Through last fall, it seemed independent bookselling couldn't be more inspiring and exciting. Among the measures of growth over the past seven years: more and more indies have opened; the sales at most indies have increased; stores on the market find buyers; numerous established stores have opened branches; and, perhaps most heartening, more younger people are becoming booksellers and even founding bookstores, and they usually bring an impressive level of business, retail and technical sophistication and experience.
But since the November election, many indie bookstores have made a renewed commitment to values that they hadn't considered in such depth in a while, and are working to find ways to be even more valuable to the culture, to the exchange of ideas and to the concept of free speech--and to provide a gathering place and be a refuge.
The topic came to the fore at Winter Institute 2017 in January, and as Oren Teicher, CEO of the American Booksellers Association, said in a recent interview, those discussions at Wi12 are reflected in the ABA's programming for the upcoming Spring Forums at the spring regional booksellers association meetings, beginning with the SIBA meeting next week in Atlanta, Ga.
As reported in Bookselling This Week, the interactive programming, called Bookstores--An Inclusive Place for Dialogue and Discovery, will focus on "strategies for strengthening the unique role that bookstores play in their communities" and will be be led by an ABA board member. In large and small groups, participants will "share ideas and brainstorm about how they can foster communication and create opportunities for people of diverse backgrounds to express and respond to differing views in the welcoming setting of a bookstore."
Teicher commented: "I'm confident as ever--no matter how challenging the times may be--that indie bookstores can continue to be a welcoming space for all and that we have a critically important role to play in bringing people together. Obviously, what works in one store may--or may not--work in another. But we are determined to do whatever we can to share best practices."
Yesterday, in a letter to ABA members, he emphasized that the meetings will be inclusive and welcoming to all: "ABA member stores come from urban, suburban, small town, and rural areas, and they serve a very wide range of customers. And I know that all of us want every bookseller--no matter what kind of store they come from--to feel comfortable participating in these Spring Forum sessions, and in ABA as a whole.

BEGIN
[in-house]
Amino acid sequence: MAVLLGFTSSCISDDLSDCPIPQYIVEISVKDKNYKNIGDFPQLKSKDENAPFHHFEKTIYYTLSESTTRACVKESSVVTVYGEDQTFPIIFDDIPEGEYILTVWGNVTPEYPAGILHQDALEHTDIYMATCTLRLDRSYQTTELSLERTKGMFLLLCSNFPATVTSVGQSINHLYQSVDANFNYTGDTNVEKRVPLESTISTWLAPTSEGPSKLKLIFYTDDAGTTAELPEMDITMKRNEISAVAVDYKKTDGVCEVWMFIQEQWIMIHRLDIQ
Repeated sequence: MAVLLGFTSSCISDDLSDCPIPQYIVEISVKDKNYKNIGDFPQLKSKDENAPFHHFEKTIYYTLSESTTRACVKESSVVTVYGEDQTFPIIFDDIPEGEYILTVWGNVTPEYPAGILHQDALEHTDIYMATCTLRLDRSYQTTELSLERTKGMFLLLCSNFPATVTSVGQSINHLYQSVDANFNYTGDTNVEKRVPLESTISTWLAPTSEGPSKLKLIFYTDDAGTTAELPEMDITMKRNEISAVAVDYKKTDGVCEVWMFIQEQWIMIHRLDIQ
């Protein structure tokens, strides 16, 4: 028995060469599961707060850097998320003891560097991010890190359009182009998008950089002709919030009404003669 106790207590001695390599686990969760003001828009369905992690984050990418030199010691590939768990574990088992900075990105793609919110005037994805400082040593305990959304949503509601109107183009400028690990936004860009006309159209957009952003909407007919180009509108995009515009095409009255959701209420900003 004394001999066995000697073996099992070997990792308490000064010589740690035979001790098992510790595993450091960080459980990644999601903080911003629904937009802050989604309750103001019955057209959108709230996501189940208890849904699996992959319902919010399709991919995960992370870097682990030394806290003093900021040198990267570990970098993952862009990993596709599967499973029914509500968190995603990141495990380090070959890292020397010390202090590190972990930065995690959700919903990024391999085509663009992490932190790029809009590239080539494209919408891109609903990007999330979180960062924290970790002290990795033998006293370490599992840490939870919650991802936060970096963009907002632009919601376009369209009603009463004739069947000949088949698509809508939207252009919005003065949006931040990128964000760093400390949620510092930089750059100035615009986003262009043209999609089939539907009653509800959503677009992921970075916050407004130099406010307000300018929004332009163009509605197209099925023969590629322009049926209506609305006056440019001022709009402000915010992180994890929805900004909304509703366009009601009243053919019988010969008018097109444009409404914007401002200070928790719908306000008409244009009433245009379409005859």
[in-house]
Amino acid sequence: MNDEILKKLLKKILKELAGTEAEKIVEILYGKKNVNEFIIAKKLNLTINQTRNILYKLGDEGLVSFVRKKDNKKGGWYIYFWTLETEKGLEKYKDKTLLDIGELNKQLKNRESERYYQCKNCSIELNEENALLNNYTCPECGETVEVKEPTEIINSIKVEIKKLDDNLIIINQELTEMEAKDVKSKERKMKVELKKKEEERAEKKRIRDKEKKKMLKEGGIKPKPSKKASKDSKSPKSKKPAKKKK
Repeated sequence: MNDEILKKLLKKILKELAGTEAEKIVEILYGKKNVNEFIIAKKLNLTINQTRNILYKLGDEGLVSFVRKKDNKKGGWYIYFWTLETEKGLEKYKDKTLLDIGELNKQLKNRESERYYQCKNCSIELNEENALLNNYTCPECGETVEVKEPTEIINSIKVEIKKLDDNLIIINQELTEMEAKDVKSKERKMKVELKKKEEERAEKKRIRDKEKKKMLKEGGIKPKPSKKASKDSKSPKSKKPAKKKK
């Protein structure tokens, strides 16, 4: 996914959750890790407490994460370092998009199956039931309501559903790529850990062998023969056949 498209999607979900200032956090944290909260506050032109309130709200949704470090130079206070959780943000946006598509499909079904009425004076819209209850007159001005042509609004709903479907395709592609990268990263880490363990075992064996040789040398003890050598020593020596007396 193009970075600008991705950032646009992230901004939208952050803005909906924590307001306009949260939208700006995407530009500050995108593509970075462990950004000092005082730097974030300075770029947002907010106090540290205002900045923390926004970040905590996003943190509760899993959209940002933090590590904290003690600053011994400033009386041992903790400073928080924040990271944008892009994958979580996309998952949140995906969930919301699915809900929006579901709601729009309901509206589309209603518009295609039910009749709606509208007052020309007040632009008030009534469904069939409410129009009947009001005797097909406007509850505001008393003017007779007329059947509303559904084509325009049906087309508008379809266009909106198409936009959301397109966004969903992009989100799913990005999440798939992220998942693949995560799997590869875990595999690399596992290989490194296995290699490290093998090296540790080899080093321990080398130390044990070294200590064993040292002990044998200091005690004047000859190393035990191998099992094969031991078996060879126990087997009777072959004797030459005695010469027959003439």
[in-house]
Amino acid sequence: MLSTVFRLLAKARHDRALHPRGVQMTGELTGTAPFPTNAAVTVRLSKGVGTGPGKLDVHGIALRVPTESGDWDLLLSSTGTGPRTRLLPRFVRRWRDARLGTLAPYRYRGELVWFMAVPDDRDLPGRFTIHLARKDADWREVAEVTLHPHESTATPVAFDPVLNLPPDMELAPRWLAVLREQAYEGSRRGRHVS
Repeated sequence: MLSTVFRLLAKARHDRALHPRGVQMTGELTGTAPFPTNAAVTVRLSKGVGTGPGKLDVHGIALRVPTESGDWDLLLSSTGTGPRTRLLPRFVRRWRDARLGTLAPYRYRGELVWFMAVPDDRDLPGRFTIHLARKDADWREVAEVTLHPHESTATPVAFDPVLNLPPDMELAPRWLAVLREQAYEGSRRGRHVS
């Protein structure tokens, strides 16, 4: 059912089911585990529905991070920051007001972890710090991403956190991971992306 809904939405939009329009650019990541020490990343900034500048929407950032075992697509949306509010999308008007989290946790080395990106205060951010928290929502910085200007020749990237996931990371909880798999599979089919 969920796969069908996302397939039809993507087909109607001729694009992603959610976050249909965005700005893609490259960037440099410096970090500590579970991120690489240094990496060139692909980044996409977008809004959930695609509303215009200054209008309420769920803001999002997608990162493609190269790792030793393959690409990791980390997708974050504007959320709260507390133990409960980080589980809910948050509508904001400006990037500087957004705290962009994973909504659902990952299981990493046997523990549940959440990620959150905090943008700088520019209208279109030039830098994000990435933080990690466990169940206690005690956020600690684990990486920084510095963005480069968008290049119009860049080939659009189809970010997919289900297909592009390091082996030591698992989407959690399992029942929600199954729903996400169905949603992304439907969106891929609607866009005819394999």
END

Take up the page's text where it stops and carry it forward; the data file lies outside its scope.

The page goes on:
"Though it's hardly surprising, as we saw at Wi12, while many members share a similar political outlook, ABA recognizes, too, that those views are not held by everyone. Just as the shelves of our bookstores hold a wide variety of thoughts and opinions, our association is stronger if we respect the full spectrum of views among member bookstores and work to encourage an environment where all feel they can speak up and voice their points of view."
That was especially evident at the Winter Institute's Town Hall meeting, where several young booksellers called for more diversity in bookselling in general, and the ABA in particular. The ABA responded quickly, establishing and appointing members to a diversity task force; expanding the Booksellers Advisory Council to increase diversity; and continuing to be transparent about board elections, explaining all procedures repeatedly and in great detail.
Noting that "younger and newer booksellers are energizing our business, raising all sorts of issues that need to be raised," Teicher welcomed the inflow of younger people into bookselling. "Ten years ago, if you looked out at people at an ABA meeting, 90% were of the same age, of an age," he said. "That's flipped 180 degrees, and it's so heartening." Those younger booksellers "are populating the community with new energy that works across the board."
Another heartening change: a decade ago, when store owners wanted to retire, many had to close their stores, and "it was almost irrelevant how profitable or unprofitable a business it was. That's also changed 180 degrees."
Old and New Models
One example of a dynamic independent bookstore is Parnassus Books, Nashville, Tenn., where this past December--as he does every holiday season at a different member store--Teicher worked temporarily. "They're doing everything right and cooking on all cylinders," Teicher said. Beyond owner Ann Patchett's place in the community, the store benefits from a "really smart group of booksellers," both new and veteran, as well as from its "really warm, engaging feel." Thanks to its addition of more space last year, Parnassus was able "to create the kind of inventory that works at Christmas because they had room for it." Parnassus, he continued, was representative of many ABA stores: "Some just hit it out of the park."